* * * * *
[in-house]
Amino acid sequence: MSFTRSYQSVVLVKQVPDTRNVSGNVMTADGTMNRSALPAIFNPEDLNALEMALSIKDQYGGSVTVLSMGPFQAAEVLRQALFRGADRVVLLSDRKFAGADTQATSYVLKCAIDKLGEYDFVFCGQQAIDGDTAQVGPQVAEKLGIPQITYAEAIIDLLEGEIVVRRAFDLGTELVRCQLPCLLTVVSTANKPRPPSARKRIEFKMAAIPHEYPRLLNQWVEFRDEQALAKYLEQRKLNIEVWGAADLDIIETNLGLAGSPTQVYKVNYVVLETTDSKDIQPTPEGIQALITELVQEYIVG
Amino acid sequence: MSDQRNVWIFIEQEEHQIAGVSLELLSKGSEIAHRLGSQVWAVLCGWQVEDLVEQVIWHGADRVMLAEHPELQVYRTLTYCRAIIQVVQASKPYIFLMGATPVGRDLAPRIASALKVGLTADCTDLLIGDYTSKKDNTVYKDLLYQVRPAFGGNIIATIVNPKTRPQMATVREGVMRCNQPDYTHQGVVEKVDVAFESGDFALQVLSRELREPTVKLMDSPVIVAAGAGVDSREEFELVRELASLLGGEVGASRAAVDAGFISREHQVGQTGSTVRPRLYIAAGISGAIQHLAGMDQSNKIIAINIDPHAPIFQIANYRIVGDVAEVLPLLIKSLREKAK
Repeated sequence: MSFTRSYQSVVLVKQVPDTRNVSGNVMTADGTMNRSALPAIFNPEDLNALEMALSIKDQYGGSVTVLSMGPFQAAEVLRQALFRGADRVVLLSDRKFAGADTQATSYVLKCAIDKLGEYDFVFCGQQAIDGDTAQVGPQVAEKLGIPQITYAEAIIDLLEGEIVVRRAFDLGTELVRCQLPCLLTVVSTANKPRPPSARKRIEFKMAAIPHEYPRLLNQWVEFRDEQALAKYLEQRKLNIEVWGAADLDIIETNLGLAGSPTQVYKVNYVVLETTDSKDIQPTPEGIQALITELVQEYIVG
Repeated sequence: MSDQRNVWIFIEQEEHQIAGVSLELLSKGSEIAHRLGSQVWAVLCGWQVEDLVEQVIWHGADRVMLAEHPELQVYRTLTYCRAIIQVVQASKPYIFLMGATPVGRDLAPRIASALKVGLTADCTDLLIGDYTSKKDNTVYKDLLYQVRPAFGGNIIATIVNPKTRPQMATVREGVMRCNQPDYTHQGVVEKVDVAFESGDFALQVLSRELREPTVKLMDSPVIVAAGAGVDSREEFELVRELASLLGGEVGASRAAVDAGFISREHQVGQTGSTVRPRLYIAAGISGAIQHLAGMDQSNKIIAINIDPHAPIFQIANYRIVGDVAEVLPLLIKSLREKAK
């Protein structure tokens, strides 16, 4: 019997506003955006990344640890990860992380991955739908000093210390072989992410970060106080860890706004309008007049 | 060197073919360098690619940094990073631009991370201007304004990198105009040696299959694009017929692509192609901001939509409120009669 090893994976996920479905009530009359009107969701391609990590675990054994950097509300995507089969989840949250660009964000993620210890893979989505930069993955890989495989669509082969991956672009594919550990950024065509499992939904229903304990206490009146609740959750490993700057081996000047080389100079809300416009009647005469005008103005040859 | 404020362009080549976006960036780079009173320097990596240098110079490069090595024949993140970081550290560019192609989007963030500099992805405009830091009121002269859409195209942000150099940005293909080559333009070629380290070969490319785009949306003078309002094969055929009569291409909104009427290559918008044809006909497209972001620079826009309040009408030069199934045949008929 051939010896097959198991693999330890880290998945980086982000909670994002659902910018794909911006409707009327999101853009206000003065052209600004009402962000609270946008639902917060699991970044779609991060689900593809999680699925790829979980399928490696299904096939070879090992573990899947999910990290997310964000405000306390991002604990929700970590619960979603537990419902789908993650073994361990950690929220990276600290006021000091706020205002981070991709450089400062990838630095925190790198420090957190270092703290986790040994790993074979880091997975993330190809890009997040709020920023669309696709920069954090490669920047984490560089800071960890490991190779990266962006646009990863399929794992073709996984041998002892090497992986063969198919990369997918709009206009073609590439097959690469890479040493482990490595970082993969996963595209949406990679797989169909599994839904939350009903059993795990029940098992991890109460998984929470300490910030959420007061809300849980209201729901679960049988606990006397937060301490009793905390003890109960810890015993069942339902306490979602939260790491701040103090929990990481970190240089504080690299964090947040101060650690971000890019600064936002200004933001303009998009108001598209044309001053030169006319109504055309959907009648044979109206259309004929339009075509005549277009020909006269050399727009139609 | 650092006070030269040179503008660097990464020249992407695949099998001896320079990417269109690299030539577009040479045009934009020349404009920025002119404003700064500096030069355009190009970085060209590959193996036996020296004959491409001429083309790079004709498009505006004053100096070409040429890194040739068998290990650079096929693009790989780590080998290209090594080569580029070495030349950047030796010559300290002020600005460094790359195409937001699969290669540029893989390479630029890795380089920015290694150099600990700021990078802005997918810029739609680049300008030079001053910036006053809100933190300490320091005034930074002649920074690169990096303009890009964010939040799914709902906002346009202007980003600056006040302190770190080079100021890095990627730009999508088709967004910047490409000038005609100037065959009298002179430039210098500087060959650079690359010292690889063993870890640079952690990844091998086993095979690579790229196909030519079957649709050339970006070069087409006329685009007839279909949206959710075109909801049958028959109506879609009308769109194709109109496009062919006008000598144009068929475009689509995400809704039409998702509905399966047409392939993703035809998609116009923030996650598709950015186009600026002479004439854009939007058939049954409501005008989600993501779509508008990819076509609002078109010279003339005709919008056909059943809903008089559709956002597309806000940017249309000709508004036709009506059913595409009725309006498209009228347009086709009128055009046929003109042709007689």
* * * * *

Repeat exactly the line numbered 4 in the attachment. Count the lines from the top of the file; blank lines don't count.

Repeated sequence: MSFTRSYQSVVLVKQVPDTRNVSGNVMTADGTMNRSALPAIFNPEDLNALEMALSIKDQYGGSVTVLSMGPFQAAEVLRQALFRGADRVVLLSDRKFAGADTQATSYVLKCAIDKLGEYDFVFCGQQAIDGDTAQVGPQVAEKLGIPQITYAEAIIDLLEGEIVVRRAFDLGTELVRCQLPCLLTVVSTANKPRPPSARKRIEFKMAAIPHEYPRLLNQWVEFRDEQALAKYLEQRKLNIEVWGAADLDIIETNLGLAGSPTQVYKVNYVVLETTDSKDIQPTPEGIQALITELVQEYIVG